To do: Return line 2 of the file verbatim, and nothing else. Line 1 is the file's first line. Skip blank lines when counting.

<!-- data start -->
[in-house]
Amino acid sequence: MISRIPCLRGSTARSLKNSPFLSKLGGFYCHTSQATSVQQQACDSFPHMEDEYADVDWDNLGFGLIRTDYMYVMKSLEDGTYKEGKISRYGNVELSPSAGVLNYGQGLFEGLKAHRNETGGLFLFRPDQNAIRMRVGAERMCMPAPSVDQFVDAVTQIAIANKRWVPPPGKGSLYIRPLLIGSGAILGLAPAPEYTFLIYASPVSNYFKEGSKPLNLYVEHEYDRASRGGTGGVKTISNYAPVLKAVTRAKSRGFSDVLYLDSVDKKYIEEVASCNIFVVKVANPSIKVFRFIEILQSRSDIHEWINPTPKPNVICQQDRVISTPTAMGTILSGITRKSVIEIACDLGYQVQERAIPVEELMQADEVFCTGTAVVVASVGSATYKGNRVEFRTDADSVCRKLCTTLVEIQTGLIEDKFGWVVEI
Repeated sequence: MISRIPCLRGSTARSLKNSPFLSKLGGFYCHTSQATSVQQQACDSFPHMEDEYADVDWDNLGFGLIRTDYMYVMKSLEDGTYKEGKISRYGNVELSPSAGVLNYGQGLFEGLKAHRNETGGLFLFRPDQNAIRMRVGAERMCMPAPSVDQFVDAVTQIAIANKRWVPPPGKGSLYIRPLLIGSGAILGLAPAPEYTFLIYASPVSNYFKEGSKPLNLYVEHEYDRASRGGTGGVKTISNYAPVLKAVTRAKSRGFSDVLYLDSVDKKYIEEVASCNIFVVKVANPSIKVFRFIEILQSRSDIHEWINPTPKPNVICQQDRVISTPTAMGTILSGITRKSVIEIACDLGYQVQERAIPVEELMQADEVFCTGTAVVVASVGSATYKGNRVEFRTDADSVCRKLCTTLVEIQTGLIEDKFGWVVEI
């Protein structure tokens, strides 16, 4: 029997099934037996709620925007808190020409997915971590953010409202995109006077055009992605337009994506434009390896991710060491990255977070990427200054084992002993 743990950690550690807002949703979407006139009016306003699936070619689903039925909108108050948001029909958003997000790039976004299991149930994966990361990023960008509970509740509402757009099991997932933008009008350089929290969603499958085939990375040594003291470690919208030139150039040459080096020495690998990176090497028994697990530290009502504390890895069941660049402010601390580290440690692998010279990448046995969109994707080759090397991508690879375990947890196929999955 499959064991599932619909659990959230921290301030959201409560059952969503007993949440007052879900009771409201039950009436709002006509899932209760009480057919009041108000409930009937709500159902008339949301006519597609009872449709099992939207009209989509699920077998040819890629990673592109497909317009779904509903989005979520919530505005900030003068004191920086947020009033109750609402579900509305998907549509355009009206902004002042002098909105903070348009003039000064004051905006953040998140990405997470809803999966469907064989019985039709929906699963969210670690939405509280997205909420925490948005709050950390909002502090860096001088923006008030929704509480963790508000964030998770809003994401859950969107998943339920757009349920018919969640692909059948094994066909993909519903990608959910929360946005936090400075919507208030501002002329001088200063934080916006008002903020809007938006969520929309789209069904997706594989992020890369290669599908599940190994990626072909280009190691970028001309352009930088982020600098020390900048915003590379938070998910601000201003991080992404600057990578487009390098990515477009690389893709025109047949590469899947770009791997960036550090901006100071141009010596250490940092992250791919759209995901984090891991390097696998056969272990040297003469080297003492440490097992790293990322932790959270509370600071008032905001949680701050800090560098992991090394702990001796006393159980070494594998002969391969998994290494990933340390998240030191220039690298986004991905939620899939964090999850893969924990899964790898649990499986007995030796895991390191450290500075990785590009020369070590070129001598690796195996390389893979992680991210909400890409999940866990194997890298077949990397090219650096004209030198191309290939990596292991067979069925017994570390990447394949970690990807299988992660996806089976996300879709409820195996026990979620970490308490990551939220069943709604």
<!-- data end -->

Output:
Amino acid sequence: MISRIPCLRGSTARSLKNSPFLSKLGGFYCHTSQATSVQQQACDSFPHMEDEYADVDWDNLGFGLIRTDYMYVMKSLEDGTYKEGKISRYGNVELSPSAGVLNYGQGLFEGLKAHRNETGGLFLFRPDQNAIRMRVGAERMCMPAPSVDQFVDAVTQIAIANKRWVPPPGKGSLYIRPLLIGSGAILGLAPAPEYTFLIYASPVSNYFKEGSKPLNLYVEHEYDRASRGGTGGVKTISNYAPVLKAVTRAKSRGFSDVLYLDSVDKKYIEEVASCNIFVVKVANPSIKVFRFIEILQSRSDIHEWINPTPKPNVICQQDRVISTPTAMGTILSGITRKSVIEIACDLGYQVQERAIPVEELMQADEVFCTGTAVVVASVGSATYKGNRVEFRTDADSVCRKLCTTLVEIQTGLIEDKFGWVVEI